The LAVENDER Festival…Get It?

A few years ago, in 2006 maybe, my family and I went to a small event here in Albuquerque called The Lavender Festival.

Little did I know that in a few short years, my life would be pretty Lavendered out.

The Lavender Festival, hosted in a small town in the middle of Albuquerque called Los Ranchos, seems to be held whenever it feels like it.  We went in 2010, but there was no festival last year.

Apparently this year was an “on” year.

As certified Lavenders, I feel like it is our obligation to attend a festival that is centered around our (well…Aaron’s) namesake and heritage! And I may or may not have pretended to be Lavender Festival Queen.

{With my royal bouquet}

I would be lying if I said I didn’t LOVE having Lavender as a last name.  I had never intended to change my name after getting married, but it was important to Aaron, so I decided to go with it.  If he had ANY other last name, I probably would have stood my ground.  But who rejects Lavender?

Obviously not the people at the rather well-attended festival!

We headed out after our 10-miler on Saturday.  The event was well-organized with the friendliest bus drivers shuttling people out to the different festival sites and the various parking areas.  At one point, we were walking down the road, and the bus literally stopped traffic to pick us up.  But this may just have been because I was Lavender Festival Queen! I don’t know if regular Lavender commoners would have gotten the same treatment!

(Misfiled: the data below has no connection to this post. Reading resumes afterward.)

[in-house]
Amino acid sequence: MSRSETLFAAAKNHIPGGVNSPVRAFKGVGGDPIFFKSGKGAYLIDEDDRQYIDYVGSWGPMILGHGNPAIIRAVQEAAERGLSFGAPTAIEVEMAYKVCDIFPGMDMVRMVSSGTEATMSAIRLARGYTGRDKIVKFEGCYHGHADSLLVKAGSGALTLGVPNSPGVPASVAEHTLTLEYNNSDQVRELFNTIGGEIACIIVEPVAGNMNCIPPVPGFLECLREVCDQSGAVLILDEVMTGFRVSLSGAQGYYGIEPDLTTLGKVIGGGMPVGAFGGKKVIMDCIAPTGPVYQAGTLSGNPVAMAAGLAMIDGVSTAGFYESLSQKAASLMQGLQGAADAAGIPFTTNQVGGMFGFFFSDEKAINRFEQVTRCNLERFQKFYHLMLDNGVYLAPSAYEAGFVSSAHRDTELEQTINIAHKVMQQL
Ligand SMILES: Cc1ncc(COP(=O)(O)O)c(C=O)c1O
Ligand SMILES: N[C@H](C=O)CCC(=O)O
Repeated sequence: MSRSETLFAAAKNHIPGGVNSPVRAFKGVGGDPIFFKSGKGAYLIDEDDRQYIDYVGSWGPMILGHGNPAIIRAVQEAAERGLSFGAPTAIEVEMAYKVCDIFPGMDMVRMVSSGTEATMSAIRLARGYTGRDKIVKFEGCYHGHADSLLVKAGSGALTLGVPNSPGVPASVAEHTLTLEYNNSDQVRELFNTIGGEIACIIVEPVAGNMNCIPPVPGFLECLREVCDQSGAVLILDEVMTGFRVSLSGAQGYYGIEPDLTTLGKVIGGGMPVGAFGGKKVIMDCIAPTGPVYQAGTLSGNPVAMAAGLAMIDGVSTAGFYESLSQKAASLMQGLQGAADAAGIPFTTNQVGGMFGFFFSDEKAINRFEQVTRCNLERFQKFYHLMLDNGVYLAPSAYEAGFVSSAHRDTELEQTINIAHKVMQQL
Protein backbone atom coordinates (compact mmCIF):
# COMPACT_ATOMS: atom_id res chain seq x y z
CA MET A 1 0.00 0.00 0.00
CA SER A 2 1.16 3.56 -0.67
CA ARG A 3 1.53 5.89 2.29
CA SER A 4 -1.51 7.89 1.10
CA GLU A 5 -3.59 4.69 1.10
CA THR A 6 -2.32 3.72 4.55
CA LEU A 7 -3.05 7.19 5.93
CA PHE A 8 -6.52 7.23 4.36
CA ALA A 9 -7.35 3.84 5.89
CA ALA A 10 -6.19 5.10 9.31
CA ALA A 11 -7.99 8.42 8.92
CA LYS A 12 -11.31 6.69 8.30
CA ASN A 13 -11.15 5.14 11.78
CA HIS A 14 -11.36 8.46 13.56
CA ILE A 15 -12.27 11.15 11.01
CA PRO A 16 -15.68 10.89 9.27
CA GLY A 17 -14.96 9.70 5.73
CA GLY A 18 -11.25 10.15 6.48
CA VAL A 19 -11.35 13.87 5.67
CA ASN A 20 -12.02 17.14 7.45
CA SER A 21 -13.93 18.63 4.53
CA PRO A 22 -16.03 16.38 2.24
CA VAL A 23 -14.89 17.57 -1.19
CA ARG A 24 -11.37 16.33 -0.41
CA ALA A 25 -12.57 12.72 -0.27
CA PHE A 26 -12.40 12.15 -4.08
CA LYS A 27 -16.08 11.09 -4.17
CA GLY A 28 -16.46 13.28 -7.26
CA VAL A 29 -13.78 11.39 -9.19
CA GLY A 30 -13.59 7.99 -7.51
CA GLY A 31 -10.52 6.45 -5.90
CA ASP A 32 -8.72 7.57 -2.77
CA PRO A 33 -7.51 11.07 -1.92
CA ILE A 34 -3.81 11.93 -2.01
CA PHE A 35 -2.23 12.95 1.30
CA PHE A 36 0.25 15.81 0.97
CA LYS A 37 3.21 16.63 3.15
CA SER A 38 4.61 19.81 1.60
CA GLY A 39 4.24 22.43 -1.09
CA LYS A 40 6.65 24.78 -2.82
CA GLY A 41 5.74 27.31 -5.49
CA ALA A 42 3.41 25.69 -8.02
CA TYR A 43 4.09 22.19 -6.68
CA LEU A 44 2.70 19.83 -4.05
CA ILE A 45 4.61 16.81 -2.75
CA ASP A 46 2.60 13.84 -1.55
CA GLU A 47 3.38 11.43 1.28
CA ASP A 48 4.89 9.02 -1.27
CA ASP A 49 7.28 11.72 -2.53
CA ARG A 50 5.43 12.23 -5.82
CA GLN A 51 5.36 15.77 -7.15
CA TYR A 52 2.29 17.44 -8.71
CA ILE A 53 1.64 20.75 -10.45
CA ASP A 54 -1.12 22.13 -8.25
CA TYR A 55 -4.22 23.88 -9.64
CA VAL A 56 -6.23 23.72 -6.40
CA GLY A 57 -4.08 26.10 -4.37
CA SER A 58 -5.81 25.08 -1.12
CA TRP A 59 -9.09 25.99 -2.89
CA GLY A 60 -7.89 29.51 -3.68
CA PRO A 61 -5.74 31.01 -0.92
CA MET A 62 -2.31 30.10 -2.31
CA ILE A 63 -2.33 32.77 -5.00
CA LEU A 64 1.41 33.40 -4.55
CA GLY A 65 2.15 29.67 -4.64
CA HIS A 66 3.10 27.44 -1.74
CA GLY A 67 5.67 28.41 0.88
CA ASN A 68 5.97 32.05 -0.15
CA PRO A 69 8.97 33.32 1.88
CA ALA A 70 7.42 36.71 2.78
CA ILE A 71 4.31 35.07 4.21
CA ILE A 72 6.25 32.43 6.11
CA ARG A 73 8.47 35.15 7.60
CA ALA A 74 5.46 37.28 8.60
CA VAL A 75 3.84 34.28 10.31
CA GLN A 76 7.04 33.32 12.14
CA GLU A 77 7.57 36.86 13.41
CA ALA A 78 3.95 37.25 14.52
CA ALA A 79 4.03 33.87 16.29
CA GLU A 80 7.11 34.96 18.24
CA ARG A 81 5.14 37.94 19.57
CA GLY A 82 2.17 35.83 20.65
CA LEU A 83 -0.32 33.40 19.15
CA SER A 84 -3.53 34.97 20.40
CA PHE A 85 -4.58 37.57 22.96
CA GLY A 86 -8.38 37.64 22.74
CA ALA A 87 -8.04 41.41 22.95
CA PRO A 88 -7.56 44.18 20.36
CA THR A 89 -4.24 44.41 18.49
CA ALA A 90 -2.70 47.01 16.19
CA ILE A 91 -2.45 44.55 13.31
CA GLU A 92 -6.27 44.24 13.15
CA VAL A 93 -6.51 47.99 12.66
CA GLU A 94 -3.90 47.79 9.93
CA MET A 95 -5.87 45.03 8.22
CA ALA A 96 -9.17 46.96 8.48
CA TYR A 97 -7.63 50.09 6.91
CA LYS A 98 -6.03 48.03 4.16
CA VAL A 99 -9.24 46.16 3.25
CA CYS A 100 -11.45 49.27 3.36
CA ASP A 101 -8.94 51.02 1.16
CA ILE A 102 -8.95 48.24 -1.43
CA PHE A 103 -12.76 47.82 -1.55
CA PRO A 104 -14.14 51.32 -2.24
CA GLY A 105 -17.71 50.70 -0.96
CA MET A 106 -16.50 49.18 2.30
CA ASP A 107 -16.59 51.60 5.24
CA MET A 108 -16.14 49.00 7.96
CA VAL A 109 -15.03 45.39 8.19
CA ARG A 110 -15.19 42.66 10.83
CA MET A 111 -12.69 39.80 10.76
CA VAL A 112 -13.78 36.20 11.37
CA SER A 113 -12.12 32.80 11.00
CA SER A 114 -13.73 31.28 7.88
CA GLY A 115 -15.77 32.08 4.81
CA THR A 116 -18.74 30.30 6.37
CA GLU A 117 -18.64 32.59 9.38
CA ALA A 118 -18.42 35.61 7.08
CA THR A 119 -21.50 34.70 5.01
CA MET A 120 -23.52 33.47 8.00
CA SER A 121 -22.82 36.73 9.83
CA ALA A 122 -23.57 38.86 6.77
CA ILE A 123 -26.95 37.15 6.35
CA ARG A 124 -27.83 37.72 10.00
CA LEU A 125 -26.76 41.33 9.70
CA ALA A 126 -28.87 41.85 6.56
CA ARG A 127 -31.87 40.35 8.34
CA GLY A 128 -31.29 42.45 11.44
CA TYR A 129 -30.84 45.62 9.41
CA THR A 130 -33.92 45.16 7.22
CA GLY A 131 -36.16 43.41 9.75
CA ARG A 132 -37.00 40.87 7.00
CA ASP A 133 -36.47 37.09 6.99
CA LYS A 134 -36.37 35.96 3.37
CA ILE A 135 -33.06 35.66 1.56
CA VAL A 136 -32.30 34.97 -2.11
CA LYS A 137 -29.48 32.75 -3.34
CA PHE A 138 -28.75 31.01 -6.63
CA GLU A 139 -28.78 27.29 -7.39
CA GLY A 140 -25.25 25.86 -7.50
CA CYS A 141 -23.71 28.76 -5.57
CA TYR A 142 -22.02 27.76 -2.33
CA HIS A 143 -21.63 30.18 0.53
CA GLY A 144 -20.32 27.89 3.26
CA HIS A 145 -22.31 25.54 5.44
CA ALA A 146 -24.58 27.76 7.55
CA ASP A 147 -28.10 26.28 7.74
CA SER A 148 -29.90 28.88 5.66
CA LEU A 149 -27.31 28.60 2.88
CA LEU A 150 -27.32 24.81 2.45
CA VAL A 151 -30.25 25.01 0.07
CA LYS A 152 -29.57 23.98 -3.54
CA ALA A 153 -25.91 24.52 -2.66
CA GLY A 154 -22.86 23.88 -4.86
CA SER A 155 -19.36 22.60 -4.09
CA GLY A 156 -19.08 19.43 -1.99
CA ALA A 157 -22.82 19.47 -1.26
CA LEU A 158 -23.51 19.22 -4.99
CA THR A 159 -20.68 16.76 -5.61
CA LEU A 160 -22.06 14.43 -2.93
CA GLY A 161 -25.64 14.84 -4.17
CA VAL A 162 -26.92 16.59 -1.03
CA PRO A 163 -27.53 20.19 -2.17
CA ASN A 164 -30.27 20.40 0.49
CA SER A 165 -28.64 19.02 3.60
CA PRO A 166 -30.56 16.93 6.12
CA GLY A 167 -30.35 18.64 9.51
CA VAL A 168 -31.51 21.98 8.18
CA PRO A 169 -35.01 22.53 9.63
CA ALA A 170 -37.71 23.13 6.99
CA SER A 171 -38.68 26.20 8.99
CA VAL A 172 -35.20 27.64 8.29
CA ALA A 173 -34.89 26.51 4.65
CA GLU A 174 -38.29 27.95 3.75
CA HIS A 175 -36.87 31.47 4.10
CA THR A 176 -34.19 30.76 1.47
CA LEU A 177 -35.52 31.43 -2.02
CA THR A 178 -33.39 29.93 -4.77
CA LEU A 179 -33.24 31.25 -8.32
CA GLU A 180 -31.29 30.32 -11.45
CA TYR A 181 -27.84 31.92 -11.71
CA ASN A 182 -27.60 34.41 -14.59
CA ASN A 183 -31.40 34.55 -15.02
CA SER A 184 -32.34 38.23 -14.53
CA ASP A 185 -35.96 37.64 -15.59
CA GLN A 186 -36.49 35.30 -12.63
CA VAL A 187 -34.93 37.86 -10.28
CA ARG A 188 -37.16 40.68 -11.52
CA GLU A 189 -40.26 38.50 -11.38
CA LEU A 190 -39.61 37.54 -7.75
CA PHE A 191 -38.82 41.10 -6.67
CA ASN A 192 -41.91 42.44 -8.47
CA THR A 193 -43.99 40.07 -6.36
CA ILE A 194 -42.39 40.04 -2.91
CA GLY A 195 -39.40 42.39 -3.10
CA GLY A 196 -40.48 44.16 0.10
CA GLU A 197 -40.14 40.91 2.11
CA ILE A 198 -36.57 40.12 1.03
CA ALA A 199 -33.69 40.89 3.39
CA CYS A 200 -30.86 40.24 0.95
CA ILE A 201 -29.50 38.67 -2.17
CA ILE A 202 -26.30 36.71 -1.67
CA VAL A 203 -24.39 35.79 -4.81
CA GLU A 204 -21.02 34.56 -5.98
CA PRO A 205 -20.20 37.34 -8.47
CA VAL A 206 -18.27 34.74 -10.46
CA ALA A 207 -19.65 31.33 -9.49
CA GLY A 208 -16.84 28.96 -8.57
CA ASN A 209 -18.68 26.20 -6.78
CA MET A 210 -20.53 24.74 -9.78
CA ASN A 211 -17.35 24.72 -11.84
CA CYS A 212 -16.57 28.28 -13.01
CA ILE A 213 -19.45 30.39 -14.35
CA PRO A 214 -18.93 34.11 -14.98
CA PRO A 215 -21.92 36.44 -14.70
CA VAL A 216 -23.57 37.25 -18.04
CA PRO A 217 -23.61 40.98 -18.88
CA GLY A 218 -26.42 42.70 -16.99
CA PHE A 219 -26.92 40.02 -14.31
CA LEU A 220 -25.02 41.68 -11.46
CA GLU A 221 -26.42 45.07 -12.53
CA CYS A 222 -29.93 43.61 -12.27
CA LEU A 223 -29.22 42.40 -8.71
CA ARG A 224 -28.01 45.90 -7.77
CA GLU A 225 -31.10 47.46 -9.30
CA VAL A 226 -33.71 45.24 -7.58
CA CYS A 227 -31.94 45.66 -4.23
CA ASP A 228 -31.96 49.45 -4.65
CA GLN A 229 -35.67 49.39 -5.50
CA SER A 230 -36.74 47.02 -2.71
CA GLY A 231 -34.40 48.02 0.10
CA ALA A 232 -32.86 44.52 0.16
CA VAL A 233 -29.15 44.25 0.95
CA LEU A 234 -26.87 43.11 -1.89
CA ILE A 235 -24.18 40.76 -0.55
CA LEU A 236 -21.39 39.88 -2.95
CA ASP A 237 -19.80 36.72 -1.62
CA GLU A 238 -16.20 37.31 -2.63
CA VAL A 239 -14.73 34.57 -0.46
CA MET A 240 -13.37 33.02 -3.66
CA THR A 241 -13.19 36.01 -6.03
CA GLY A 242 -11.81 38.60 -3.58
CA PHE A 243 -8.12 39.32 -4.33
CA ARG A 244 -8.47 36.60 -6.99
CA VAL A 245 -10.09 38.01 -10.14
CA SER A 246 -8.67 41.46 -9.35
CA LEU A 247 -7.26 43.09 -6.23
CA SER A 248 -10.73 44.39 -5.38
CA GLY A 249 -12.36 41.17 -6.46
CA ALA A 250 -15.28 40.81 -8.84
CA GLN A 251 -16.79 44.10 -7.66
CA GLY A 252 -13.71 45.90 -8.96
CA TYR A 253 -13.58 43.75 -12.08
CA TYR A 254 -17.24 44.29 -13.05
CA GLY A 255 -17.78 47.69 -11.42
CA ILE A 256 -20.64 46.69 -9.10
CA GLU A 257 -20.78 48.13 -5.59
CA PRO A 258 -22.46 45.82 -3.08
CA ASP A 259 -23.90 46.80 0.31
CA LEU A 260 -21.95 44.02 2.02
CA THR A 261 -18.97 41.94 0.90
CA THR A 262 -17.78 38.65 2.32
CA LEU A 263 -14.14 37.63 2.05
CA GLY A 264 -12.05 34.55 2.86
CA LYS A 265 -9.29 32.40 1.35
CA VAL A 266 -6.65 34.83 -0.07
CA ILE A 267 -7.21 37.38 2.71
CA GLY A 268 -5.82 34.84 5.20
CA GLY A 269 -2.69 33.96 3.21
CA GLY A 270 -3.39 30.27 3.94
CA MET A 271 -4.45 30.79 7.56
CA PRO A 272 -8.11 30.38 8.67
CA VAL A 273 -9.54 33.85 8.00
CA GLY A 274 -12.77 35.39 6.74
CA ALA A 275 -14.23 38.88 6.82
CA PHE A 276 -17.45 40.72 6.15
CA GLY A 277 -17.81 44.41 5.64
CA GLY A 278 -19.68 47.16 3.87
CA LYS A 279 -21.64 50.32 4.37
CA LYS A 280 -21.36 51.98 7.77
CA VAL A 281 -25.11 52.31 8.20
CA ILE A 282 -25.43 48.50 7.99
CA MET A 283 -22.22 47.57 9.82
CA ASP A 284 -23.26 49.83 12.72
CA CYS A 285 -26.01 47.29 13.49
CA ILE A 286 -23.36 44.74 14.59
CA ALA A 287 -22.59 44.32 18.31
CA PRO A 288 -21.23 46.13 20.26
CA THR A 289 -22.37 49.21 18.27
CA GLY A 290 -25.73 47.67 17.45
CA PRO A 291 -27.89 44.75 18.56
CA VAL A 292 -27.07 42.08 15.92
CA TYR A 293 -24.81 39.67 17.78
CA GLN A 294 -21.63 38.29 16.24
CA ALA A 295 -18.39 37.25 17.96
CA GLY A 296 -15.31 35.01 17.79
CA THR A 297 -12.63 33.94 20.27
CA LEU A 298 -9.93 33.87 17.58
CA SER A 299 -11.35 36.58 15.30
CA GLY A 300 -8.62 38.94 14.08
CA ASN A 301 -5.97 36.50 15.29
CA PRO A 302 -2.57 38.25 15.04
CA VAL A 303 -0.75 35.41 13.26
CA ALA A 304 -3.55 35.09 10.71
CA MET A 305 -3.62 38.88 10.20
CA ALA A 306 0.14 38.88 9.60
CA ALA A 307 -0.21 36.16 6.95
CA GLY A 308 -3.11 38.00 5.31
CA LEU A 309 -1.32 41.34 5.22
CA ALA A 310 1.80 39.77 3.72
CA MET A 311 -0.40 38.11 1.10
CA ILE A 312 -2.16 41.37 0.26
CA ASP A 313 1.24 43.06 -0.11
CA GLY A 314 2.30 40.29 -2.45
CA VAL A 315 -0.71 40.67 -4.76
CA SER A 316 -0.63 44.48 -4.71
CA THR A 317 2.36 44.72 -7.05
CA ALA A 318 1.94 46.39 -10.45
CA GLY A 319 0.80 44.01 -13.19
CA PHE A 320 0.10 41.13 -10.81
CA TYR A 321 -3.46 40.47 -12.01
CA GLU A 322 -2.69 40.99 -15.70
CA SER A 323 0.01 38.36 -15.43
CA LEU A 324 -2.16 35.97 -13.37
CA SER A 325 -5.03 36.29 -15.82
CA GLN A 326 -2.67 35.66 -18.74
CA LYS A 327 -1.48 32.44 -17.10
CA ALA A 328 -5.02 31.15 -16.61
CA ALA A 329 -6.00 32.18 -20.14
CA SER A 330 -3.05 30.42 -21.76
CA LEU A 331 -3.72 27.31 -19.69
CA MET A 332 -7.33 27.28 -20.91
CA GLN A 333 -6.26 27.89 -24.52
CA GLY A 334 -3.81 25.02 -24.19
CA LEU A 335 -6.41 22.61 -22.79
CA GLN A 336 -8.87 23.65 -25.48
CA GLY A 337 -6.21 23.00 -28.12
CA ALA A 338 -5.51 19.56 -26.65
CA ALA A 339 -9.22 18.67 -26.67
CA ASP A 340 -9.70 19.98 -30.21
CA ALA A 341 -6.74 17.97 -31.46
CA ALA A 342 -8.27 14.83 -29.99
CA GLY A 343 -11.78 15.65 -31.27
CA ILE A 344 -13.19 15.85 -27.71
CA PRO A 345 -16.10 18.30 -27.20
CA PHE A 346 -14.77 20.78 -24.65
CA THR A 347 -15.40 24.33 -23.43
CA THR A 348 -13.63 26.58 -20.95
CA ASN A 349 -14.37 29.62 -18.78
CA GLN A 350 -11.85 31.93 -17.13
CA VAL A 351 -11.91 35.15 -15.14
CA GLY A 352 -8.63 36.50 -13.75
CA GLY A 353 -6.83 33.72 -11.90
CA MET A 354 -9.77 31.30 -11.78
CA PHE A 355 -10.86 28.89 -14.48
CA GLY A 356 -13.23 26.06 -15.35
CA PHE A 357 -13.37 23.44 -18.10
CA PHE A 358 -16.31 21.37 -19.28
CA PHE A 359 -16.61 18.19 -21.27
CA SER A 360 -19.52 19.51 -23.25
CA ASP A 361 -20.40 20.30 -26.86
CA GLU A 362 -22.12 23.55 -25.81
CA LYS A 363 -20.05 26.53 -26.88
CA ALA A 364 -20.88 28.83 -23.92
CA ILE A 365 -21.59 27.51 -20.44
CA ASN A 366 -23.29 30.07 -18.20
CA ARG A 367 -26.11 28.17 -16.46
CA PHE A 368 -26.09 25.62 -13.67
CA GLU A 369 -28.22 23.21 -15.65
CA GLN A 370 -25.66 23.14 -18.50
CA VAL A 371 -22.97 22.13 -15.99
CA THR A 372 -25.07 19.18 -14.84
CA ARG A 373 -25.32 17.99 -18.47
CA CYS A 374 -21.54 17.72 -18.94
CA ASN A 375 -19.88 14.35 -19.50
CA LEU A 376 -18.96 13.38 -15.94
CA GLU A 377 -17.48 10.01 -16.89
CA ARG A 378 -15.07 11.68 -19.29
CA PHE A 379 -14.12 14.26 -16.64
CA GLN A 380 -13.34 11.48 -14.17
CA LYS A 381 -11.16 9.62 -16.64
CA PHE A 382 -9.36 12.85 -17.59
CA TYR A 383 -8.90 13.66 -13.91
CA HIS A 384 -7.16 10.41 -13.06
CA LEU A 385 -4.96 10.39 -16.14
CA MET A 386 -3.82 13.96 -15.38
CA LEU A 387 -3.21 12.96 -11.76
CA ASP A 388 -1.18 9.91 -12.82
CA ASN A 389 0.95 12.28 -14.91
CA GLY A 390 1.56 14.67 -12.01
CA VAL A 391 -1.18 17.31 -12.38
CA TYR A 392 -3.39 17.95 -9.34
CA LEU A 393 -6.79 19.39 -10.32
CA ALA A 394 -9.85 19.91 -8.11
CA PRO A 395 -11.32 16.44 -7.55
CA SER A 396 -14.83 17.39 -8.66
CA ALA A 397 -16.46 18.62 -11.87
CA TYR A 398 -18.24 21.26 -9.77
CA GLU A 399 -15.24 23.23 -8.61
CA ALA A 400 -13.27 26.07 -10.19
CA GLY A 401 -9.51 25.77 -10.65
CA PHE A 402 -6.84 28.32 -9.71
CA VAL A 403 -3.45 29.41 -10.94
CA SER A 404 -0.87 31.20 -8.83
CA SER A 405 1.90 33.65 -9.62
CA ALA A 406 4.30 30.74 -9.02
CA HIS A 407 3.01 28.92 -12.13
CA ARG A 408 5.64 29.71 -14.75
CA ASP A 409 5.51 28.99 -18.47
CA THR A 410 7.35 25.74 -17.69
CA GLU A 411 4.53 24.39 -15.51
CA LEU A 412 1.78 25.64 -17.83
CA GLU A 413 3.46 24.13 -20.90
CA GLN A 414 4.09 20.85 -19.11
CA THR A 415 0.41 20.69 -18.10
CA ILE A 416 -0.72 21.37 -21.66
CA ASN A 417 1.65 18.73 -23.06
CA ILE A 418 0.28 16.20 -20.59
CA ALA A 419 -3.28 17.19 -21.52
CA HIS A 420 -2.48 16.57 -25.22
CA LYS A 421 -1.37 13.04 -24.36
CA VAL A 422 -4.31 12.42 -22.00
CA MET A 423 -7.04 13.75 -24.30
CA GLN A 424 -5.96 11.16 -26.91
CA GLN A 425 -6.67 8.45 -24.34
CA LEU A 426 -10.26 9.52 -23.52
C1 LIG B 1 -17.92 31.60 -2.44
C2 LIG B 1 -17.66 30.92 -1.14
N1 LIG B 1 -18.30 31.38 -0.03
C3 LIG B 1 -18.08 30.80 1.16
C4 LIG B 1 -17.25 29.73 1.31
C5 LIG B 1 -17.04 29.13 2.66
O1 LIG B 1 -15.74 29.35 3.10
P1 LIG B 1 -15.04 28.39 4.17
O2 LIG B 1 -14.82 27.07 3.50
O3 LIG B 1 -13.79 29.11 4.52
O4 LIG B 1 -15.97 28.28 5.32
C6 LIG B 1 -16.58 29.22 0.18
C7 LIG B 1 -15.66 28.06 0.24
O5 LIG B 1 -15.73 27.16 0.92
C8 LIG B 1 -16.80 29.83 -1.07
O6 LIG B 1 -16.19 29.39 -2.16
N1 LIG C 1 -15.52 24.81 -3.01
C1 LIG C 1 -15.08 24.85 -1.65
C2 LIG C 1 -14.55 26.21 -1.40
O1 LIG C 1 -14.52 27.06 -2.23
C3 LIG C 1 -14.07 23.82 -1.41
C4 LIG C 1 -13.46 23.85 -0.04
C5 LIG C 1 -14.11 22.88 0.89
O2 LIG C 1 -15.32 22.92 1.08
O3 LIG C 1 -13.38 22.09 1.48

The vendors were about what you’d expect: lots of lavender bath products, lavender oils, lavender plants, lavender bunches, locally crafted jewelry, folksy art, antiques, goat cheese, owls, and alpacas.

We really didn’t buy anything aside from a bunch of lavender to keep in our bedroom for stress relief, but it was a neat event to explore on a hot and humid Saturday afternoon.

Our winery was one of the event stops, so we made our way over there for their festival special, Lavender Sangria.  Talk about yummy!

This lady looks like she had a little too much of the sangria! I love how her husband just sat there, completely unconcerned! Dear Lord, please don’t let this ever be me.  I could never show my face at the winery again, and that would be sad.

And if you’ve ever wondered what in the heck a Lavender Parking is… These are the exact same signs they used at the festival two years ago!

I hope everyone has a great Tuesday! This is what I’m doing this morning.  Coach Aaron has me on a strict stretching/rolling/icing routine until this little heel ache goes away!

Drinking Wine, Playing with the Camera, and Pot Shopping